Addition Number Sentences

by Laurie Laurendeau on January 10, 2012

If your child is learning his addition facts, he has probably been introduced to the concept of number sentences.  What exactly is a number sentence?  An addition number sentence has 2 numbers (or addends) being added together, along with the answer.  For example, “4+2=6” is a number sentence, as it includes both the addition question and its answer.

Your child will first be given various number sentences with the sum (answer) missing.  For example, he might see these types of questions:

  1. 3+2= ____
  2. 5+6= ____
  3. 7+3= ____
  4. 8+1= ____
  5. 2+4= ____

Next, he may be given number sentences with missing addends, such as:
1.   5+__ = 8

2.   __+3= 7

3.   4+__= 9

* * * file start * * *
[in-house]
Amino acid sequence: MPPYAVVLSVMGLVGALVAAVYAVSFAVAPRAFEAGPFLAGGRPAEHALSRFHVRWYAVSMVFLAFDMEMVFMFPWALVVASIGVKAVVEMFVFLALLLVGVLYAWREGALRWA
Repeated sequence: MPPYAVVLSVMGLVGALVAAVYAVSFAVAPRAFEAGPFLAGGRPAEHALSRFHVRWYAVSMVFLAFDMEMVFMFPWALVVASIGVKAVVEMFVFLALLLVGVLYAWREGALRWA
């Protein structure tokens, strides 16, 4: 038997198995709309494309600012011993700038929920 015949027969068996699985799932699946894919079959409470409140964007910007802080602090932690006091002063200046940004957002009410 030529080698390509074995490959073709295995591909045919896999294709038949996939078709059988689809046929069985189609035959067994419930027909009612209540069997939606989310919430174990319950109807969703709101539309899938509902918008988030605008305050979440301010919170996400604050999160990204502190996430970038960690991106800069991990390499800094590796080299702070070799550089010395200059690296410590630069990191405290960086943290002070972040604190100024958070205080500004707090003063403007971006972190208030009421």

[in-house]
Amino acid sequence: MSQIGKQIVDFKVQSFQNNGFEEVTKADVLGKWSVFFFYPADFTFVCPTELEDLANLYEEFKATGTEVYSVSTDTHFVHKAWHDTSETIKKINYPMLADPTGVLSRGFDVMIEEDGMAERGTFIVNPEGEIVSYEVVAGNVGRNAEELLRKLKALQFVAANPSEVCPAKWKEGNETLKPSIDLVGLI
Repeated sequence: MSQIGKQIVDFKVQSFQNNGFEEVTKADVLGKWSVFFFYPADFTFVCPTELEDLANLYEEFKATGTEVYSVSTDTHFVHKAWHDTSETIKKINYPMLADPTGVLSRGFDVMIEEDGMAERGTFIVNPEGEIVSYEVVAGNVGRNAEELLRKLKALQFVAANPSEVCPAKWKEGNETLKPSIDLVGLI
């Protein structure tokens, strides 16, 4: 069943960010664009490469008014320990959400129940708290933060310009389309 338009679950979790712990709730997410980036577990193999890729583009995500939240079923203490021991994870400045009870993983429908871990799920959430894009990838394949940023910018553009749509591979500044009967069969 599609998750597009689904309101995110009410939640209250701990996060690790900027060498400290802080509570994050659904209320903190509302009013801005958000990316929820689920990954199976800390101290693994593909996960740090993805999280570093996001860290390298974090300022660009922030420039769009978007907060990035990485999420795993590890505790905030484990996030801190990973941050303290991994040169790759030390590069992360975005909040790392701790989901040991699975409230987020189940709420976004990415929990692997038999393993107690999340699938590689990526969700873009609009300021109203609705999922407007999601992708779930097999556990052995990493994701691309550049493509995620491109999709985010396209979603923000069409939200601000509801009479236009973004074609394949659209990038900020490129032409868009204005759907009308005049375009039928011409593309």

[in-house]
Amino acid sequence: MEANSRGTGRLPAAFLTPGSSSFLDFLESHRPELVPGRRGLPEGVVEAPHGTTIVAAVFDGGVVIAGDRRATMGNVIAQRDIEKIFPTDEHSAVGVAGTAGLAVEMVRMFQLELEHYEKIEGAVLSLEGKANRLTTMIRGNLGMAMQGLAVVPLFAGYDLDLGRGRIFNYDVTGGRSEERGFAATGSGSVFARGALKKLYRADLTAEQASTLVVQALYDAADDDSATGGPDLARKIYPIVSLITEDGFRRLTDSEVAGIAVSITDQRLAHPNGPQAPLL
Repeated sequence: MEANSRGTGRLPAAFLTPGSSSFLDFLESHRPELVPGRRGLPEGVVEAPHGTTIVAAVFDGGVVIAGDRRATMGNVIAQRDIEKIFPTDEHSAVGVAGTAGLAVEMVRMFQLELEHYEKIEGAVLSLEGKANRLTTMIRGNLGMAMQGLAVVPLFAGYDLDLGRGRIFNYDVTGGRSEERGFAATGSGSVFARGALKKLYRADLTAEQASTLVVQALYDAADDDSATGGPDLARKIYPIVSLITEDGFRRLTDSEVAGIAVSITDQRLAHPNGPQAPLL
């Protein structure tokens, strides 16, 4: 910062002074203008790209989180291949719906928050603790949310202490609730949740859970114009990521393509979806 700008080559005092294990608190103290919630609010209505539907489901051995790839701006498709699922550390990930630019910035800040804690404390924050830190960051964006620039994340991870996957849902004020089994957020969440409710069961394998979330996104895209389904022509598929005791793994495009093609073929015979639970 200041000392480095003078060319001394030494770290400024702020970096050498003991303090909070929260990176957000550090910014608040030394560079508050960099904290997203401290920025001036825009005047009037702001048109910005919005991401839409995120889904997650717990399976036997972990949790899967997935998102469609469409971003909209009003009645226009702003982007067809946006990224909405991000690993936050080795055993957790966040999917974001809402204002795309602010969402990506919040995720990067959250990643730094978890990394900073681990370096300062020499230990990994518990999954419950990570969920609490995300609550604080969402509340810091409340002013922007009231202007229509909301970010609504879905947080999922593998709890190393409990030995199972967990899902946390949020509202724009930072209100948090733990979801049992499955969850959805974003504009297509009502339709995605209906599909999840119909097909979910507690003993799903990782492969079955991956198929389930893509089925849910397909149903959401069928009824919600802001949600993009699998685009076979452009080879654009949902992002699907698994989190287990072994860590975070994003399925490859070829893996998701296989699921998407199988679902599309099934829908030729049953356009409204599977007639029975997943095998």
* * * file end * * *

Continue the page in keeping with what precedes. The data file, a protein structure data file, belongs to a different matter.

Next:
4.  __+8=10

5.  2+__=6

Then, your child may be given various story problems, and be asked to create his own number sentence.  For example:

  1. Michael went to the bookstore and bought 5 books.  He went back the next day and bought 3 more books.  How many books did Michael buy altogether?

Number Sentence:  5 + 3 = 8

Be sure to point out the “clue words” in the story problem that tell us that this is an addition problem.  The clue words from the above story problem are “more” and “altogether”.  Discuss these words with your child, pointing out that they suggest adding more to something.


  • As always, playing math games at home is a great way to reinforce math skills learned in school.
  • Have questions or ideas about this story?
  • Need help or advice about your child’s learning?
  • Have ideas for future Parent Homework Help stories?

Go to “Leave a Reply” at the bottom of this page.  I’d love to help!

Comments on this entry are closed.

Previous post:

Next post: